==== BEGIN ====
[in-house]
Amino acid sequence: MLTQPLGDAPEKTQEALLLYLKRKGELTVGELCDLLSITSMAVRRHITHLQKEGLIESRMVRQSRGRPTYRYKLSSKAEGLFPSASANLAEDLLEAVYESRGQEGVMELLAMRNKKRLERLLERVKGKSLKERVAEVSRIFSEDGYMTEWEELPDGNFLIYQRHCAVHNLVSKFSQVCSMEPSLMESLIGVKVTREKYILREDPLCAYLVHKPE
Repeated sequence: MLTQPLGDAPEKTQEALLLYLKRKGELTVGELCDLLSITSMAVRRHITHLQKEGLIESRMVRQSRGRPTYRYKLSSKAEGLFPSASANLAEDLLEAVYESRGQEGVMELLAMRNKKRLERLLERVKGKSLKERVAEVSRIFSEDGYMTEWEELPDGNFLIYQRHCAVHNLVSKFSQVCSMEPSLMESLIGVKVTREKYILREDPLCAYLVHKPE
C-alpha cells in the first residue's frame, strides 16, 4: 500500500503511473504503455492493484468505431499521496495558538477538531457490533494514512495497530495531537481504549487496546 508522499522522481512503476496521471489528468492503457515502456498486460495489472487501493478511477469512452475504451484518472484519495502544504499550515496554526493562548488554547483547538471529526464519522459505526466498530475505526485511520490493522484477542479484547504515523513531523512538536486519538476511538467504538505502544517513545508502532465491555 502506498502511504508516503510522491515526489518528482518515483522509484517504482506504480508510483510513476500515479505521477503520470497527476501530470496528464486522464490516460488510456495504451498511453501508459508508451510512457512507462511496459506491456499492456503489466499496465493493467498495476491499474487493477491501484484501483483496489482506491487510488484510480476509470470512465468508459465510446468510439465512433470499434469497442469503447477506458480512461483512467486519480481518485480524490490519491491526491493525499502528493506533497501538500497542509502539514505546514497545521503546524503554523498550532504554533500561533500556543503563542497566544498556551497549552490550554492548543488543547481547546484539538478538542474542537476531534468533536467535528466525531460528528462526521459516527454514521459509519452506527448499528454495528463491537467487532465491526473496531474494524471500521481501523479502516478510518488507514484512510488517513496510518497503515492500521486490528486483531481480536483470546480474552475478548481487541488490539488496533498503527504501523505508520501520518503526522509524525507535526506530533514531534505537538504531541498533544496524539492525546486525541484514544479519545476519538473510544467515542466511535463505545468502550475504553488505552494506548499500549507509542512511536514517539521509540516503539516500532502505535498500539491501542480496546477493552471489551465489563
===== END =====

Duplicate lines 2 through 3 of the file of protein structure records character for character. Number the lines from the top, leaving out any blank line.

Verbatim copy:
Amino acid sequence: MLTQPLGDAPEKTQEALLLYLKRKGELTVGELCDLLSITSMAVRRHITHLQKEGLIESRMVRQSRGRPTYRYKLSSKAEGLFPSASANLAEDLLEAVYESRGQEGVMELLAMRNKKRLERLLERVKGKSLKERVAEVSRIFSEDGYMTEWEELPDGNFLIYQRHCAVHNLVSKFSQVCSMEPSLMESLIGVKVTREKYILREDPLCAYLVHKPE
Repeated sequence: MLTQPLGDAPEKTQEALLLYLKRKGELTVGELCDLLSITSMAVRRHITHLQKEGLIESRMVRQSRGRPTYRYKLSSKAEGLFPSASANLAEDLLEAVYESRGQEGVMELLAMRNKKRLERLLERVKGKSLKERVAEVSRIFSEDGYMTEWEELPDGNFLIYQRHCAVHNLVSKFSQVCSMEPSLMESLIGVKVTREKYILREDPLCAYLVHKPE